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The Democratic Strategist

Political Strategy for a Permanent Democratic Majority

Yeah, It’s Tough Right Now For Democrats in Washington. But It Could Be Far Worse

Watching all the arguing and fighting among Democrats over the infrastructure and reconciliation bills, it occurred to me we should count some blessing, so I did so at New York:

September was a tough slog for the Democrats whose trifecta control of Congress and the White House has made it essential, but hardly easy, to reach internal agreement on the Biden priorities of an infrastructure and budget reconciliation bill. As of Thursday night, it is entirely possible the Build Back Better reconciliation bill will get a severe haircut thanks to the demands of centrist Democrats like Joe Manchin and Kyrsten Sinema, and that the package will be significantly less progressive than originally envisioned. Totally aside from this set of problems, Democrats are presently stymied by the Senate filibuster on other key priorities ranging from voting rights to abortion rights to a path to citizenship for immigrants.

But these frustrated and sometimes battling donkeys should stop kicking and braying long enough to count their blessings. They came very close to not having a trifecta at all. And the narrow margins Democrats have to work with now could have been less than zero.

Most obviously, Donald Trump’s efforts to illegally reverse the presidential election outcome based on the Big Lie that he won should not make us forget that a shift of just over 77,000 votes in four states (Arizona, Georgia, Nevada, and Wisconsin) would have given him a Electoral College majority, despite Biden’s large win (which would have nearly reached seven million votes even with the above-stipulated shift) in the national popular vote. You have to reach a little deeper to come up with a hypothetical Republican conquest of the House, since the GOP won eight of the closest ten House races and still fell five seats short.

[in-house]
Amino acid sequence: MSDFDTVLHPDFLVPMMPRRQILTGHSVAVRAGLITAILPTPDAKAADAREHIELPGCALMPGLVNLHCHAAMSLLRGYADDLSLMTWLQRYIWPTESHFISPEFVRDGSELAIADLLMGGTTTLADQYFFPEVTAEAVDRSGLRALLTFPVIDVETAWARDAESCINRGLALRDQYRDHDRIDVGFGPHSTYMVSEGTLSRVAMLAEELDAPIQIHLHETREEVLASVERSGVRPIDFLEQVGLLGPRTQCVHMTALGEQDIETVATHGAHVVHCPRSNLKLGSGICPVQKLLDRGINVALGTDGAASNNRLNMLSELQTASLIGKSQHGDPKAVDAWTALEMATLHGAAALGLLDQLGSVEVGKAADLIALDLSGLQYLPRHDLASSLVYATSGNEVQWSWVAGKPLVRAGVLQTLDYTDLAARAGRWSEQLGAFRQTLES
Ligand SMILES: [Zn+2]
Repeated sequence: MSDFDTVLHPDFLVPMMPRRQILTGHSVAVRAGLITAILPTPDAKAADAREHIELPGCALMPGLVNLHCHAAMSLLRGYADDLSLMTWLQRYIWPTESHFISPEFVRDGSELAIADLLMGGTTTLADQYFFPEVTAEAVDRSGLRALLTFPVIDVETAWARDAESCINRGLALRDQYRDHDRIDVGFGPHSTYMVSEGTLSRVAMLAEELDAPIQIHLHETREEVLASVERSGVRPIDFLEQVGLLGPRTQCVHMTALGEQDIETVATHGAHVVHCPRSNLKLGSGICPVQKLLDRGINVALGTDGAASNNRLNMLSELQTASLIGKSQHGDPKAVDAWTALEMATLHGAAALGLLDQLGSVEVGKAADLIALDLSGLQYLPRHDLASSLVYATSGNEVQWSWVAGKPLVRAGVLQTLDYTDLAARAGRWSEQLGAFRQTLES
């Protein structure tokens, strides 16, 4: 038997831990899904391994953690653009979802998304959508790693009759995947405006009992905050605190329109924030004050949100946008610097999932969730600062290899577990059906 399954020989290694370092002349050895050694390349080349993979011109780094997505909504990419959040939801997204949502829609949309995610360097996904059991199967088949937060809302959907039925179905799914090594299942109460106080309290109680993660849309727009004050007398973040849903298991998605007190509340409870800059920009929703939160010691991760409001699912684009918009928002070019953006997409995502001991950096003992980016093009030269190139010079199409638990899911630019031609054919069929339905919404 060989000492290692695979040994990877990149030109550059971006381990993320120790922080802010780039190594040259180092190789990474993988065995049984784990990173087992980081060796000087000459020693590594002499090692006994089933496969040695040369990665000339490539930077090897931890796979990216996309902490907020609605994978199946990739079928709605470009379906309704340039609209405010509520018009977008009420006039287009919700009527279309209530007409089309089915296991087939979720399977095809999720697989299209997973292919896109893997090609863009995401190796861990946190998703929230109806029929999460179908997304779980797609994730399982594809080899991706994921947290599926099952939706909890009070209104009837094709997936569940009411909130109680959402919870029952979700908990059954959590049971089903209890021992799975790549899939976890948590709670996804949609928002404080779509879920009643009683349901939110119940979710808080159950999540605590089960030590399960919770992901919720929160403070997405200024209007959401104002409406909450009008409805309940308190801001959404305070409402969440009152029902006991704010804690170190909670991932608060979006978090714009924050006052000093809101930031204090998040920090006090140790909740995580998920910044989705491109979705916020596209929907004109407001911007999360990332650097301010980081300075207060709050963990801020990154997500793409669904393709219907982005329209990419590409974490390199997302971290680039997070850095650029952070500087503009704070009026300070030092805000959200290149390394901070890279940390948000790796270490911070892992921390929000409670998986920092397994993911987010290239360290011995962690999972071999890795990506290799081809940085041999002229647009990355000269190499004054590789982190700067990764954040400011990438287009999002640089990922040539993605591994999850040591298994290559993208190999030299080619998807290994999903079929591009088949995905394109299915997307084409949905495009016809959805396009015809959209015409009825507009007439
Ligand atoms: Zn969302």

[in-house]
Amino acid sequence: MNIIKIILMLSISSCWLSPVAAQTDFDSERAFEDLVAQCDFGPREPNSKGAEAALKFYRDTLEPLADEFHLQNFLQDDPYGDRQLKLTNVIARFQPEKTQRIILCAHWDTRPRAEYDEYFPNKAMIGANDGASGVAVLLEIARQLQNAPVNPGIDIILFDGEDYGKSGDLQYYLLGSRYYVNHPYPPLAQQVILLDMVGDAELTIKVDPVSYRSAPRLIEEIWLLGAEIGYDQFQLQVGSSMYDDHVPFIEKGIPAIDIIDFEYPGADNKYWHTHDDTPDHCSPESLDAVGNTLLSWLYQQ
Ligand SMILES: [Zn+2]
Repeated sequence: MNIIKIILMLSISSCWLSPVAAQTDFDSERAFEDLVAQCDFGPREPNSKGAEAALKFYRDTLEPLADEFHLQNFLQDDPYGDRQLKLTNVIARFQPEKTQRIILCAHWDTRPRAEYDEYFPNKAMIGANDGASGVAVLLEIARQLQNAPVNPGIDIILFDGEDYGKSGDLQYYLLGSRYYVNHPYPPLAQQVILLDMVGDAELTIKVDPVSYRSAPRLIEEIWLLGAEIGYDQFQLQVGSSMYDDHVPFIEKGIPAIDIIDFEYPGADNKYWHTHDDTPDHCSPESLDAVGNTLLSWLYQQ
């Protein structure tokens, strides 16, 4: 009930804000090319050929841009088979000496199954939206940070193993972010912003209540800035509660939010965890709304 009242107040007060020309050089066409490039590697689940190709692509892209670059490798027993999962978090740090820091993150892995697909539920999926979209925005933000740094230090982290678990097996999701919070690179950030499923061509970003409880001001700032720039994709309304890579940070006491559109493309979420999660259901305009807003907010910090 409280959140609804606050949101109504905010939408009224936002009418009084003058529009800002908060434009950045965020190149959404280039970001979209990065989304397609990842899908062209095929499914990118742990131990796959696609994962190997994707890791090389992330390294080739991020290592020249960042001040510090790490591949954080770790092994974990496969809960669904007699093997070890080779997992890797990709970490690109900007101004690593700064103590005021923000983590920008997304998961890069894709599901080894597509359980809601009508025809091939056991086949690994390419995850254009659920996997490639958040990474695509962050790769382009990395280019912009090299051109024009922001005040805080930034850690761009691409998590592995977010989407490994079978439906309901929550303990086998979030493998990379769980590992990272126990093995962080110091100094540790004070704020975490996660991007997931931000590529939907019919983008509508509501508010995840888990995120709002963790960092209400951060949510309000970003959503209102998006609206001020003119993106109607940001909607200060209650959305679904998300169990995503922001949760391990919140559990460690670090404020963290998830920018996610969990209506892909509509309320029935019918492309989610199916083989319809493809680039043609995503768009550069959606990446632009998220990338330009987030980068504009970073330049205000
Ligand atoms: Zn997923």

It’s pretty easy, by contrast, to see how Democrats might have fallen short in the Senate long after November 3: Had the two Republican incumbents won those January 5 U.S. Senate runoffs in Georgia, as most observers initially thought they would do, then Mitch McConnell would still be Majority Leader rather than the ranking obstructionist. Indeed, the most common explanation of those pivotal Democratic victories over David Perdue and Kelly Loeffler is that Trump made the runoffs all about his grievances while continuing to undermine Republican voter confidence in the electoral system.

Democrats were fortunate as well that new senators Jon Ossoff and Raphael Warnock were solid progressive Democrats, not the sort of Blue Doggy centrists wary of the national party that Georgia and other southern states once routinely sent to Washington.

In any event, life in America would obviously be very different if Trump were still in the White House. And had Republicans hung on to control of the Senate, there would be no Democratic-designed FY 2022 budget reconciliation bill for Manchin and Sinema to undermine. In all likelihood, Congress might have still enacted a significantly pared-down version of the American Rescue Plan, but would have probably called it a day. It’s doubtful McConnell would have felt any real pressure to let a significant number of Senate Republicans back a bipartisan infrastructure bill that Donald Trump loudly opposed. And all the developments that have depressed Joe Biden’s job approval ratings in recent months would still have likely happened anyway, with no countervailing public appreciation for what he may yet accomplish with his congressional allies.

The Democratic trifecta of the 116th Congress will leave a massive or modest legacy depending on what happens between now and November of 2022 — and obviously on what happens in the 2022 midterms. But the situation could be so much less promising and so much more depressing, and Democrats, especially disappointed progressives hoping for a new New Deal, should keep that in mind.


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